Plečnik’s Ljubljana

Famous architect who left his imprint on Slovenia’s capital and placed it on the UNESCO World Heritage List

By Slovenian Tourist Board

View of the Ljubljana Castle (2017) by James Relf Dyer, Beautiful DestinationsSlovenian Tourist Board

✒️ The work and vision of architect Plečnik ...

... left a unique mark on the image of contemporary Ljubljana. In addition to the Slovenian capital and other towns, Plečnik left a significant mark in wider Europe, for example, in Vienna and Prague, where he also worked from the end of the 19th to the mid-20th century.

Plečniks portrait by iStockSlovenian Tourist Board

From a drop-out to a professor

Plečnik was not the most talented or ambitious of students; he left grammar school early, in his first year, and then toiled in his father’s woodworking workshop in a Ljubljana suburb for several years. He continued his education in Graz, Austria, where he  encountered civil engineering and architecture and proved himself an exceptional draftsman.

Plečniks portrait by iStockSlovenian Tourist Board

Later, he worked as a furniture and interior designer in Vienna and was taken under the wing of the renowned architect Otto Wagner. In 1898, Plečnik completed his studies of architecture at the academy in Vienna as the best student in Professor Wagner’s class and then built a successful career in Vienna and Prague. Among other things, he planned the renovation of Prague Castle and became a professor himself.

Plečniks portrait by iStockSlovenian Tourist Board

In 1921, Plečnik returned to his hometown of Ljubljana and began teaching at the newly established Department of Architecture of the Technical Faculty in Ljubljana. At the same time, his projects began changing the image of Ljubljana from that of a rather sleepy town into a modern capital with a unique architectural character.

... and continue your tour through the town to the master’s famous bridges, such as the Triple Bridge and the Cobblers’ Bridge ...

Ljubljanica with Cobbler Bridge by Andrej TarfilaSlovenian Tourist Board

Walk in Plečnik’s footsteps

Start the walk in Plečnik’s footsteps at Trnovski pristan embankment ... 

Plečnik Ljubljanica Sluice Gate by Miran KambičSlovenian Tourist Board

... all the way to the sluice gate in Poljane.

Ljubljana market by Miran KambičSlovenian Tourist Board

Along the way, you can also admire his other masterpieces, i.e. the Križanke Summer Theatre, the National and University Library, the Central Market and others.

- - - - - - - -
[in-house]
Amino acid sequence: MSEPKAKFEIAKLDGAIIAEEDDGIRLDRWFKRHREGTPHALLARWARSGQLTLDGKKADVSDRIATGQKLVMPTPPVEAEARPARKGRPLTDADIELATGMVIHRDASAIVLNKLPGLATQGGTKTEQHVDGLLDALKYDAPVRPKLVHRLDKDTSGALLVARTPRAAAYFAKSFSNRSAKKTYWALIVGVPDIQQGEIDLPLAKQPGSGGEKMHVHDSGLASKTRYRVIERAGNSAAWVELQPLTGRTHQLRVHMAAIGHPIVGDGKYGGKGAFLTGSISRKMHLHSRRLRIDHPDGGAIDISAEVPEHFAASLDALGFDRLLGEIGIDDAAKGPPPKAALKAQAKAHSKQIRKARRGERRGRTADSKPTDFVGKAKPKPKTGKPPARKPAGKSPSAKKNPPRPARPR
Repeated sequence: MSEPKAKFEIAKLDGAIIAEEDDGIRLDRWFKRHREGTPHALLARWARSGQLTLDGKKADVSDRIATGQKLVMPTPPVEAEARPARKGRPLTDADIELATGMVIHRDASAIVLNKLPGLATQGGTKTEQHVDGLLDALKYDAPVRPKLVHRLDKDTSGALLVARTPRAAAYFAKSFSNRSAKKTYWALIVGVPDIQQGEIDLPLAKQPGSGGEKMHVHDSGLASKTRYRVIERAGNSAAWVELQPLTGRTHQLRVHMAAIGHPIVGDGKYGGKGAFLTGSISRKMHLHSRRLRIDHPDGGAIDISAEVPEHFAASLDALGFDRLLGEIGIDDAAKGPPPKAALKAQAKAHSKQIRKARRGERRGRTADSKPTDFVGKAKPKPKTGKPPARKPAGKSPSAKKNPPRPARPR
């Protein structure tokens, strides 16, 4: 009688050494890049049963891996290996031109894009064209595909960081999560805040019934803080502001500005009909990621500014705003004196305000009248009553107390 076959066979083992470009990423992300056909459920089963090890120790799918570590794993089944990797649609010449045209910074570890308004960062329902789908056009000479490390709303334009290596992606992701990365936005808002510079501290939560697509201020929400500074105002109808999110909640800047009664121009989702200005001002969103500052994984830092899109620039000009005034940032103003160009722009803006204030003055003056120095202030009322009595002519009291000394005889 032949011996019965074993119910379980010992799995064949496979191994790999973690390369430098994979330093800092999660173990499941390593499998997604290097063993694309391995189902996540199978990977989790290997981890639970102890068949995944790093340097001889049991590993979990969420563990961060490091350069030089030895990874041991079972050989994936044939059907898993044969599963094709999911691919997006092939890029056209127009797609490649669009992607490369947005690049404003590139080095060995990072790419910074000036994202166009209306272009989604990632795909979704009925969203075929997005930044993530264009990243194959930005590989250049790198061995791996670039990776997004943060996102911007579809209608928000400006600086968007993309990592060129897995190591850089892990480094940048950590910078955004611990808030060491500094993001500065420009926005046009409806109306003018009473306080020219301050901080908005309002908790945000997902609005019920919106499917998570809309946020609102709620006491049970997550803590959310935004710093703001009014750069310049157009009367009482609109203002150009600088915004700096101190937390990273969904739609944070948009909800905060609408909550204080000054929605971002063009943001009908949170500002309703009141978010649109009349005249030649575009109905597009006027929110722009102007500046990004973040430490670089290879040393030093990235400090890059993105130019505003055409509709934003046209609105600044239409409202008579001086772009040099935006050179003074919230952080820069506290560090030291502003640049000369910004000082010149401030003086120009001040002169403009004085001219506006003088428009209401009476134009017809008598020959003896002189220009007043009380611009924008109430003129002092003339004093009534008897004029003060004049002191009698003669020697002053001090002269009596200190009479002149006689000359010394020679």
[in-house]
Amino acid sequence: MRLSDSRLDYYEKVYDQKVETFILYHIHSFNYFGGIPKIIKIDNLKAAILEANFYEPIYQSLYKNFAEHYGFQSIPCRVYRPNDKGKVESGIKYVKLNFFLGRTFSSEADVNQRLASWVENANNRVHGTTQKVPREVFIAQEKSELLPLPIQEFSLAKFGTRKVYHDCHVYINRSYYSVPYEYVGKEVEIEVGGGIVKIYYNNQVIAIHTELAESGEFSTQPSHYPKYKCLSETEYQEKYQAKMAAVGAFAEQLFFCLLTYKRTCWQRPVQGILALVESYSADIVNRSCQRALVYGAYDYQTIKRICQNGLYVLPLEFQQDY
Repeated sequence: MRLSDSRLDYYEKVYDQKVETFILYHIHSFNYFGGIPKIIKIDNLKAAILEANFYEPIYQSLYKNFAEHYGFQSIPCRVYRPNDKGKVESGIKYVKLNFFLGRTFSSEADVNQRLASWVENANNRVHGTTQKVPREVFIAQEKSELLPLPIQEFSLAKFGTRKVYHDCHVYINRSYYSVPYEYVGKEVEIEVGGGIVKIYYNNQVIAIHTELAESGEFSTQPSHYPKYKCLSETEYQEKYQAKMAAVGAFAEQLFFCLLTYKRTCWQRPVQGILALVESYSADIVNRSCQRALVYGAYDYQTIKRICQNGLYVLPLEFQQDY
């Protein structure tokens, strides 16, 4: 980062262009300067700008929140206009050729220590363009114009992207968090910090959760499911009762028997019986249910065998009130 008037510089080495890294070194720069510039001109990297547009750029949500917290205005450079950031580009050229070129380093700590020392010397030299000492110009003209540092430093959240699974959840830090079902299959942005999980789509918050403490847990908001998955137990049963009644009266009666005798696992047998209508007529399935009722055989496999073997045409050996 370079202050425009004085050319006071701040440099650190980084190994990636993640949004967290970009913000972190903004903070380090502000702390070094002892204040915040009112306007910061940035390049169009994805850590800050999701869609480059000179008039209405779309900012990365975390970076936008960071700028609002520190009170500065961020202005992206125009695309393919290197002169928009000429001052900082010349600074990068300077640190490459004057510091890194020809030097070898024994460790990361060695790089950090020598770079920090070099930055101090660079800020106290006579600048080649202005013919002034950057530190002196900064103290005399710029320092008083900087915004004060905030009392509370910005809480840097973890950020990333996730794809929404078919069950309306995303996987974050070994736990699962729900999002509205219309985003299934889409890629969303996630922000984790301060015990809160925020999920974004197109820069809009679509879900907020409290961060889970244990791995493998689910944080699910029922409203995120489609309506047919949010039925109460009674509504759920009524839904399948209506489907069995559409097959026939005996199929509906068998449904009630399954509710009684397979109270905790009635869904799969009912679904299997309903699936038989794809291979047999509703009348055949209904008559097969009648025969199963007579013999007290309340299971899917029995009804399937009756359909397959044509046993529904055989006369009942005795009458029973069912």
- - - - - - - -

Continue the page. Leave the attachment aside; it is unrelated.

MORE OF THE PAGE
The view of Ljubljana from Ljubljana Castle by Alan KosmačSlovenian Tourist Board

Plečnik’s Ljubljana on the UNESCO World Heritage List

Plečnik’s works are admired by visitors from around the world and, in 2021, his works were entered on the UNESCO World Heritage List under the title "The works of Jože Plečnik in Ljubljana – Human Centred Urban Design" and thus became recognised for their exceptional universal value.

With canoe on Ljubljanica river by Andrej TarfilaSlovenian Tourist Board

1. Town’s water axis

The Ljubljanica River embankments with bridges from the Trnovski pristan embankment to the sluice gate.

2. Town’s land axis

3. Arrangement of the archaeological park

The Roman Wall.

Žale Cemetery - Ljubljana city cemetery by Miran KambičSlovenian Tourist Board

4. Complex of the city of the dead

Plečnik’s Žale Cemetery – Garden of All Saints.

Church of St. Michael by Miran KambičSlovenian Tourist Board

5. Church in a rural suburb

The Church of St. Michael in Črna vas.

Church of St. Francis in Ljubljana's Šiška District by Miran KambičSlovenian Tourist Board

6. Church in a working-class suburb

The Church of St. Francis of Assisi in Šiška.

Plečnik House by Miran KambičSlovenian Tourist Board

Plečnik’s House

A unique insight into the everyday and work of the greatest Slovenian architect is revealed by his house and garden in Ljubljana’s district of Trnovo. A house with a tower, a design which Plečnik had always dreamed about, is today arranged into a museum of his life and work.

In the company of a guide, you can also visit his private quarters: the kitchen where he would make himself a cup of Turkish coffee, an ascetic bedroom, study and architectural studio where many devices, sketches and knick-knacks can still be found on his desk.

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